Spontaneous Generation - Research Article from Macmillan Science Library: Animal Sciences

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Spontaneous Generation

From the seventeenth century, through the Middle Ages, and until the late nineteenth century, it was generally accepted that some organisms originated directly from nonliving matter. Such "spontaneous generation" appeared to start in decaying food, urine, and manure because worms or maggots could be seen hatching there after a few days. It was also believed that animals that lived in mud, such as frogs and salamanders, were generated by the mud in which they lived. Additionally, there were the widely held misconceptions that rats were spontaneously generated in piles of garbage or created from magical recipes. One seventeenth-century recipe even called for the creation of mice from sweaty underwear and wheat husks placed together in a jar for twenty-one days. Although such a concept may seem ludicrous today, it was congruous with other cultural and religious beliefs of the time.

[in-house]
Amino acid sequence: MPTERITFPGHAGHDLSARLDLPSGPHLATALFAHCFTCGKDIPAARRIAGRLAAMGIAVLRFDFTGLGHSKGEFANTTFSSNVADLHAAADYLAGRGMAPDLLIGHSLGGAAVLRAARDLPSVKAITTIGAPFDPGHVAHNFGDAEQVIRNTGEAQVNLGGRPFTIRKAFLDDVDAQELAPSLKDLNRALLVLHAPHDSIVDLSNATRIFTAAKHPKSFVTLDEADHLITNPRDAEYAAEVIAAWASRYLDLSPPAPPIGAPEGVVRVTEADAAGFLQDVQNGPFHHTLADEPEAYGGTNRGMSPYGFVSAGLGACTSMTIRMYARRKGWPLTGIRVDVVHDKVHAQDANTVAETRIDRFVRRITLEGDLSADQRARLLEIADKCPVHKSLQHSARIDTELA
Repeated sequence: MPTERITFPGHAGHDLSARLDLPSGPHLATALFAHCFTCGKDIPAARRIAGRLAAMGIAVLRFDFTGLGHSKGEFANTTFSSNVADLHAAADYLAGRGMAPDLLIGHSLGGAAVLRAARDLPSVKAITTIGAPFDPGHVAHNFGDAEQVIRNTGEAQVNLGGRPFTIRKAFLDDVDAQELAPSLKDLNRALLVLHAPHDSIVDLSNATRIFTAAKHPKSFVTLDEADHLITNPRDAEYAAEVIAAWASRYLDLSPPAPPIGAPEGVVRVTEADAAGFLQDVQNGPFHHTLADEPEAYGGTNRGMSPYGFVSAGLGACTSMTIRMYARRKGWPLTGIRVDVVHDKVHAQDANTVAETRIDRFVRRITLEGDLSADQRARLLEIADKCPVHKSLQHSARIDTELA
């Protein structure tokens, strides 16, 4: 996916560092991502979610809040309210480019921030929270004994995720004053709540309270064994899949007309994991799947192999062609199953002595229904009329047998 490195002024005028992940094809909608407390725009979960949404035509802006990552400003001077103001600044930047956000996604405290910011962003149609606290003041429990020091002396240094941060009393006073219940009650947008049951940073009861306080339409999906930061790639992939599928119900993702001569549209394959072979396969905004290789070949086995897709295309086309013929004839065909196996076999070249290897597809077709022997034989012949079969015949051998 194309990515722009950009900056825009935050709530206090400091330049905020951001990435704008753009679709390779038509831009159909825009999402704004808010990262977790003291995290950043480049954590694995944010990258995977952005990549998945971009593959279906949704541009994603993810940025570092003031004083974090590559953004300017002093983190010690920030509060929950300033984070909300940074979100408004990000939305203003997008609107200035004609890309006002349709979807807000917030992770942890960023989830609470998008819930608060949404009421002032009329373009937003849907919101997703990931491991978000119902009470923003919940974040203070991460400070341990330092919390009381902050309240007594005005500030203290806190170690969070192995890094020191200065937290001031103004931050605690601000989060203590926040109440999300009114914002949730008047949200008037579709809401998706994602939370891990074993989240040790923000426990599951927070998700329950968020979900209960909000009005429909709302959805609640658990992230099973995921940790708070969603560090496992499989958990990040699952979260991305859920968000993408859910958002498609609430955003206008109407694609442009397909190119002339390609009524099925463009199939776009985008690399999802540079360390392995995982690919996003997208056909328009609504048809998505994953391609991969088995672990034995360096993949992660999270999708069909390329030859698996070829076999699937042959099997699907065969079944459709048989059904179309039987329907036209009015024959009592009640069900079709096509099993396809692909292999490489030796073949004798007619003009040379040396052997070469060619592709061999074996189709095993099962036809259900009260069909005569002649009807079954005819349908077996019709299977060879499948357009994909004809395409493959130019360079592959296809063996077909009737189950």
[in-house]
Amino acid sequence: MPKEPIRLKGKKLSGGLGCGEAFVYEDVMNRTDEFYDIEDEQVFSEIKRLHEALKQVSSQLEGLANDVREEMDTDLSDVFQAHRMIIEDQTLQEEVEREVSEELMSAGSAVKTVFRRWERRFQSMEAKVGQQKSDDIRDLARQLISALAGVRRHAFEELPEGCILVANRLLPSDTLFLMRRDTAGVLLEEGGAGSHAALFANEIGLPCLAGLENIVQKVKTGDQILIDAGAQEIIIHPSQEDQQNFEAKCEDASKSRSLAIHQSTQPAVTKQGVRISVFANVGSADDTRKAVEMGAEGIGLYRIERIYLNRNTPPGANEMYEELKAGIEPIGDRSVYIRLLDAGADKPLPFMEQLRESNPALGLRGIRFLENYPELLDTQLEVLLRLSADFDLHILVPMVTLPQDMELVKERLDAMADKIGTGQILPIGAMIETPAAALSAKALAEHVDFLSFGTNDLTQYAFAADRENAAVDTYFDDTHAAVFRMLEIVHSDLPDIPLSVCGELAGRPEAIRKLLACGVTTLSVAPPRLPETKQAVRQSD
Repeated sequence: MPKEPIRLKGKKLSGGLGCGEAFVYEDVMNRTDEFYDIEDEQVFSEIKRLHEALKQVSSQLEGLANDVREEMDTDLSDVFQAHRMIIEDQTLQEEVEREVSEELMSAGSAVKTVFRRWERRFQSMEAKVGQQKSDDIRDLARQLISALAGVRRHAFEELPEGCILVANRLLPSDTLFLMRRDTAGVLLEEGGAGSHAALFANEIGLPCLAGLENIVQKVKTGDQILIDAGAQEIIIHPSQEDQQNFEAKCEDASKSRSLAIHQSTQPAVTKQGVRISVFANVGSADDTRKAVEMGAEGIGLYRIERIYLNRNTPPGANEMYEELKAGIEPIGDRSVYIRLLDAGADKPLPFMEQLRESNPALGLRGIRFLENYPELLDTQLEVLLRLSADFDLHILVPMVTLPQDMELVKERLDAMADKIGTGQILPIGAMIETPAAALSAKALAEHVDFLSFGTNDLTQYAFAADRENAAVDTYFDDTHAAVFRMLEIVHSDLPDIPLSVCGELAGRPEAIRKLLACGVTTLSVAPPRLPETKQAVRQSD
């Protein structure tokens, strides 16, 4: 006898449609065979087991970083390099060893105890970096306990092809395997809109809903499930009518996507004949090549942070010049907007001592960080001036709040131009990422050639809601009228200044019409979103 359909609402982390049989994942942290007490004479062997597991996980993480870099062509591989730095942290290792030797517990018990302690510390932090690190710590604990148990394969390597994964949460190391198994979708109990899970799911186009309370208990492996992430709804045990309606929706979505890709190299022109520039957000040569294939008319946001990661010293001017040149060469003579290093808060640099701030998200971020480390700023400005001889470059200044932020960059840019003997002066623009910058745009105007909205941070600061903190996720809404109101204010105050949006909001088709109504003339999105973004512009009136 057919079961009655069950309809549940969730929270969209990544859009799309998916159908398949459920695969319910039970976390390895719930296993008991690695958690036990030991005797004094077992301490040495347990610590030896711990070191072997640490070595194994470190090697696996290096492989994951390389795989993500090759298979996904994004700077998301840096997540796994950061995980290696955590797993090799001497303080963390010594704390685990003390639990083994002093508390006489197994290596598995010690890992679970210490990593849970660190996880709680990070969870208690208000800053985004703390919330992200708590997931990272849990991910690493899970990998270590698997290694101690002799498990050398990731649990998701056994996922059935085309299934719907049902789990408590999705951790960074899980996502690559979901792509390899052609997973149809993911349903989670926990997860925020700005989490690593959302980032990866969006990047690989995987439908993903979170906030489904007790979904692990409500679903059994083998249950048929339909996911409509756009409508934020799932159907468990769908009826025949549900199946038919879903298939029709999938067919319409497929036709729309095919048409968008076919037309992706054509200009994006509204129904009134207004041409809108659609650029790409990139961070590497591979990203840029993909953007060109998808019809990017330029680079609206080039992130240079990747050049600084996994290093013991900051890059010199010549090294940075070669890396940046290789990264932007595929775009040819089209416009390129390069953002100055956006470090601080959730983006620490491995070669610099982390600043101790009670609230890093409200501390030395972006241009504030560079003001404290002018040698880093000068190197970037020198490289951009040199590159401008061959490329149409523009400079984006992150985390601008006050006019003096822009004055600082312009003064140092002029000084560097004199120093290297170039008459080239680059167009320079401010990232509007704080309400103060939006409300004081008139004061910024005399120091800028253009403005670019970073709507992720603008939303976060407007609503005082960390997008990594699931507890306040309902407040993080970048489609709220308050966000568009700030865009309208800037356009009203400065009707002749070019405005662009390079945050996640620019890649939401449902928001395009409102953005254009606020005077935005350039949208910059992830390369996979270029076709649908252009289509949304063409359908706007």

Francesco Redi, an Italian physician, naturalist...

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This section contains 515 words
(approx. 2 pages at 300 words per page)
Buy the Spontaneous Generation Encyclopedia Article
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Macmillan Science Library: Animal Sciences
Spontaneous Generation from Macmillan Science Library: Animal Sciences. Copyright © 2001-2006 by Macmillan Reference USA, an imprint of the Gale Group. All rights reserved.